There are more than a few reasons you are not hearing a lot from me on the plethora of tax law proposals before Congress.
In 1997 Congress passed and President Clinton signed the Tax Reform Act of 1997. It encompassed numerous revisions to the Internal Revenue Code. In 1998 another tax bill, the Tax Reform Act of 1998 was passed by Congress. I was invited to speak at a conference sponsored by University of Denver School of Law about this new law. I arrived in Colorado the night before I was to speak before 600 tax attorneys in a general session. For those of you who know the history of tax law, I had been invited by Clifton B. Kruse, one of the founding fathers of NAELA. This was a big deal.
At 7:00 PM the night before I was supposed to speak, President Clinton vetoed the bill. I quickly learned to tap dance.
And then once, one of my esteemed colleagues wrote an entire book on an important part of The Tax Reform Act of 1976. The law was due to take effect on January 1, 1977. Then, implementing the law was delayed until January 1, 1978. Implementing the law was delayed every year until 1981, when it was repealed without ever taking effect. The book party was great, but the book was moot.
Another well respected colleague wrote a book on IRAs that focused on what attorneys must know to assist clients in determining the best method to receive their IRA distributions. At the time, the owner of an IRA had to irrevocably elect to receive the benefits when they turned 70 ½. Also, there were at least five methods available, so making the proper decision was difficult.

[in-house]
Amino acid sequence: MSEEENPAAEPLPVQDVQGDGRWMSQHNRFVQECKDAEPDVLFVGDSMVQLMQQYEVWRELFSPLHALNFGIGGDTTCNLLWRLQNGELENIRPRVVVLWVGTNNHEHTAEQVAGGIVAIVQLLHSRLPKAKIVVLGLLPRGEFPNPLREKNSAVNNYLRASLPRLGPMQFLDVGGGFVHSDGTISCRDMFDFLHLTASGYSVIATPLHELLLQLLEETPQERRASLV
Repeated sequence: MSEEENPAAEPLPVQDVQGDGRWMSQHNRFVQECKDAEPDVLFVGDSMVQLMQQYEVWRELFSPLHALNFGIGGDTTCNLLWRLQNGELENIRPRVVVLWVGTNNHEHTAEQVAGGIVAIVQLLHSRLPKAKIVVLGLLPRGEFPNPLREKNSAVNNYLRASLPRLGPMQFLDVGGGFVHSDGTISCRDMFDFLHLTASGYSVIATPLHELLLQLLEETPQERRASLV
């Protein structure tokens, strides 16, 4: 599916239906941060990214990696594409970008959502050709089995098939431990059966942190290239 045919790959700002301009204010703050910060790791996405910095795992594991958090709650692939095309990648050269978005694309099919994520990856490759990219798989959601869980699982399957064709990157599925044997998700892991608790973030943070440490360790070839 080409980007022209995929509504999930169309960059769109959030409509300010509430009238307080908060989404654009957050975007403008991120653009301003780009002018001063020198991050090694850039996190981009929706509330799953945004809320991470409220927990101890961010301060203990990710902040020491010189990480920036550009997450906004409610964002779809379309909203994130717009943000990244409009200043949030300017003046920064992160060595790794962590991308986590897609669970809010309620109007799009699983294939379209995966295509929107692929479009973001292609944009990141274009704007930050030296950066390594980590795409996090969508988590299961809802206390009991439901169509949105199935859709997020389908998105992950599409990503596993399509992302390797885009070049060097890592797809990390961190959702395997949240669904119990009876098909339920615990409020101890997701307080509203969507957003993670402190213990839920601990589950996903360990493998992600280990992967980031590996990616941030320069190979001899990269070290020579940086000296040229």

I went to the book party the night the book was released. The next morning the Internal Revenue Service scrapped the entire existing process for determining IRA distributions, making her book worthless.
I spent two hours today reading various articles and reports speculating what would be included in the new tax law, if it is passed. Without having a clue of what will happen, I recommend my clients to review prior transactions to assure they have complied with the letter of the law. Given the half-written proposals circulating, this is a perfect time to correct any inadvertent errors they might have made and make sure they dot every “i” and cross every “t” to make sure they are not affected if the half-baked proposals circulating are passed.
While everyone else is busy trying to guess what is coming next, stick to the fixing the fundamentals. That way, whatever happens in Washington, whenever it eventually happens, you’ll be as prepared as anyone else. And once there is a clearer picture of what comes, I will contact you.